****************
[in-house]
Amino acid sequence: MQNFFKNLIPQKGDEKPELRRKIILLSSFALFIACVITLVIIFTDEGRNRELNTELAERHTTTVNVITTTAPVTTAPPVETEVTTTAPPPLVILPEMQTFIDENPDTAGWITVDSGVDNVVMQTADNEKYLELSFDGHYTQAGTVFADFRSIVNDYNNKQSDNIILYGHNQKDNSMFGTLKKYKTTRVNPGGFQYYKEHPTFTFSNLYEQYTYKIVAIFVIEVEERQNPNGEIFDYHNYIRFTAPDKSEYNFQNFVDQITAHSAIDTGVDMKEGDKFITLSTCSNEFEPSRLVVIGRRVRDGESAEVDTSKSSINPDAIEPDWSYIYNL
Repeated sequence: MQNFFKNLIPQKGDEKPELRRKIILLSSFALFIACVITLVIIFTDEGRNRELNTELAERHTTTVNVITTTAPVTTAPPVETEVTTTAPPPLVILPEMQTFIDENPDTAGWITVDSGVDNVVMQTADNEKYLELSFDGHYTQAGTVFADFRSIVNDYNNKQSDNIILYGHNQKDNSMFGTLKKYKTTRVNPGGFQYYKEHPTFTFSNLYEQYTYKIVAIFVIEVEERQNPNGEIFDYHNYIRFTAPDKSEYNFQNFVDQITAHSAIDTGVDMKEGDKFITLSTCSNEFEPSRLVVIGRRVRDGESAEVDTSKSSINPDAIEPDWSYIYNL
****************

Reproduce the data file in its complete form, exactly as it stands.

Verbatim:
[in-house]
Amino acid sequence: MQNFFKNLIPQKGDEKPELRRKIILLSSFALFIACVITLVIIFTDEGRNRELNTELAERHTTTVNVITTTAPVTTAPPVETEVTTTAPPPLVILPEMQTFIDENPDTAGWITVDSGVDNVVMQTADNEKYLELSFDGHYTQAGTVFADFRSIVNDYNNKQSDNIILYGHNQKDNSMFGTLKKYKTTRVNPGGFQYYKEHPTFTFSNLYEQYTYKIVAIFVIEVEERQNPNGEIFDYHNYIRFTAPDKSEYNFQNFVDQITAHSAIDTGVDMKEGDKFITLSTCSNEFEPSRLVVIGRRVRDGESAEVDTSKSSINPDAIEPDWSYIYNL
Repeated sequence: MQNFFKNLIPQKGDEKPELRRKIILLSSFALFIACVITLVIIFTDEGRNRELNTELAERHTTTVNVITTTAPVTTAPPVETEVTTTAPPPLVILPEMQTFIDENPDTAGWITVDSGVDNVVMQTADNEKYLELSFDGHYTQAGTVFADFRSIVNDYNNKQSDNIILYGHNQKDNSMFGTLKKYKTTRVNPGGFQYYKEHPTFTFSNLYEQYTYKIVAIFVIEVEERQNPNGEIFDYHNYIRFTAPDKSEYNFQNFVDQITAHSAIDTGVDMKEGDKFITLSTCSNEFEPSRLVVIGRRVRDGESAEVDTSKSSINPDAIEPDWSYIYNL